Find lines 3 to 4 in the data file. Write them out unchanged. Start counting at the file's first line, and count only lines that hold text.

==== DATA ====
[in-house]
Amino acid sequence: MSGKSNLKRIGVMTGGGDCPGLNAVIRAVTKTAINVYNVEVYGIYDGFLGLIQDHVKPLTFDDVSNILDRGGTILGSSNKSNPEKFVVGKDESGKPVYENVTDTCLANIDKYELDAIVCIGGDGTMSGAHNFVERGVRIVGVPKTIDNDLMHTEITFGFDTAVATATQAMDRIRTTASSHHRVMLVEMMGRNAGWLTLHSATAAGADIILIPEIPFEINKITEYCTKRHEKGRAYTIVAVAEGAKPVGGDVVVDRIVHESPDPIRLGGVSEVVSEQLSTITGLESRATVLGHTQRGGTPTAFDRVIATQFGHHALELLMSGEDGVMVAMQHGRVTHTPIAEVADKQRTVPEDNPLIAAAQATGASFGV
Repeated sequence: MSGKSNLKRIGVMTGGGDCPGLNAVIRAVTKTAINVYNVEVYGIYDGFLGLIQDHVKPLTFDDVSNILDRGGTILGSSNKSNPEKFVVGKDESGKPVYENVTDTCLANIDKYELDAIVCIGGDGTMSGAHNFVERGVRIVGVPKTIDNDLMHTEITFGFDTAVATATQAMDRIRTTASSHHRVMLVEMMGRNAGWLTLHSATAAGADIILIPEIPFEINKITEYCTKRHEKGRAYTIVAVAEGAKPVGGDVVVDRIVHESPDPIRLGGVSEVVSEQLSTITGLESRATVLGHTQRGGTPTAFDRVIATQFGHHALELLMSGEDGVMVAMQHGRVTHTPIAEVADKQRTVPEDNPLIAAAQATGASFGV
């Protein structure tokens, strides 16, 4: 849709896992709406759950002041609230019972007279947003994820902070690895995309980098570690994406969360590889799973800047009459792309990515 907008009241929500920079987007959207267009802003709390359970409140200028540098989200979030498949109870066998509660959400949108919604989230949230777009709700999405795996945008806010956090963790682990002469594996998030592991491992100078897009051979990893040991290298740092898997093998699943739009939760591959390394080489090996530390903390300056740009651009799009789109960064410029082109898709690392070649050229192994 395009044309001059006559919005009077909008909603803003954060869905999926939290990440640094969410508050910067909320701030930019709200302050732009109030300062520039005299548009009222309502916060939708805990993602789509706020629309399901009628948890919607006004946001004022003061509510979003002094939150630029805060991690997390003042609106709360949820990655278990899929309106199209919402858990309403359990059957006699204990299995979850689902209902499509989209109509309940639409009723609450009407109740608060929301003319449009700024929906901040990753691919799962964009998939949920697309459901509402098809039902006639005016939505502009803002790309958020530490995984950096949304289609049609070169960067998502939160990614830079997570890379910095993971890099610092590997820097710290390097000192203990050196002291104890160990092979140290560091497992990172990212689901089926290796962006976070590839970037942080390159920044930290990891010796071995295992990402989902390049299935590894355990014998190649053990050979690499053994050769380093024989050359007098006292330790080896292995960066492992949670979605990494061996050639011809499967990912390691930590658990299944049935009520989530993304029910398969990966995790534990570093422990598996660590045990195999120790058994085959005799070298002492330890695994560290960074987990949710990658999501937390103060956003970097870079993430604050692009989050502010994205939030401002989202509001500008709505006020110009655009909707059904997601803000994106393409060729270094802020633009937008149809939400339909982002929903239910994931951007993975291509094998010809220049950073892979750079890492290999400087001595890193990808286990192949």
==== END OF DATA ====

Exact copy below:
Repeated sequence: MSGKSNLKRIGVMTGGGDCPGLNAVIRAVTKTAINVYNVEVYGIYDGFLGLIQDHVKPLTFDDVSNILDRGGTILGSSNKSNPEKFVVGKDESGKPVYENVTDTCLANIDKYELDAIVCIGGDGTMSGAHNFVERGVRIVGVPKTIDNDLMHTEITFGFDTAVATATQAMDRIRTTASSHHRVMLVEMMGRNAGWLTLHSATAAGADIILIPEIPFEINKITEYCTKRHEKGRAYTIVAVAEGAKPVGGDVVVDRIVHESPDPIRLGGVSEVVSEQLSTITGLESRATVLGHTQRGGTPTAFDRVIATQFGHHALELLMSGEDGVMVAMQHGRVTHTPIAEVADKQRTVPEDNPLIAAAQATGASFGV
């Protein structure tokens, strides 16, 4: 849709896992709406759950002041609230019972007279947003994820902070690895995309980098570690994406969360590889799973800047009459792309990515 907008009241929500920079987007959207267009802003709390359970409140200028540098989200979030498949109870066998509660959400949108919604989230949230777009709700999405795996945008806010956090963790682990002469594996998030592991491992100078897009051979990893040991290298740092898997093998699943739009939760591959390394080489090996530390903390300056740009651009799009789109960064410029082109898709690392070649050229192994 395009044309001059006559919005009077909008909603803003954060869905999926939290990440640094969410508050910067909320701030930019709200302050732009109030300062520039005299548009009222309502916060939708805990993602789509706020629309399901009628948890919607006004946001004022003061509510979003002094939150630029805060991690997390003042609106709360949820990655278990899929309106199209919402858990309403359990059957006699204990299995979850689902209902499509989209109509309940639409009723609450009407109740608060929301003319449009700024929906901040990753691919799962964009998939949920697309459901509402098809039902006639005016939505502009803002790309958020530490995984950096949304289609049609070169960067998502939160990614830079997570890379910095993971890099610092590997820097710290390097000192203990050196002291104890160990092979140290560091497992990172990212689901089926290796962006976070590839970037942080390159920044930290990891010796071995295992990402989902390049299935590894355990014998190649053990050979690499053994050769380093024989050359007098006292330790080896292995960066492992949670979605990494061996050639011809499967990912390691930590658990299944049935009520989530993304029910398969990966995790534990570093422990598996660590045990195999120790058994085959005799070298002492330890695994560290960074987990949710990658999501937390103060956003970097870079993430604050692009989050502010994205939030401002989202509001500008709505006020110009655009909707059904997601803000994106393409060729270094802020633009937008149809939400339909982002929903239910994931951007993975291509094998010809220049950073892979750079890492290999400087001595890193990808286990192949």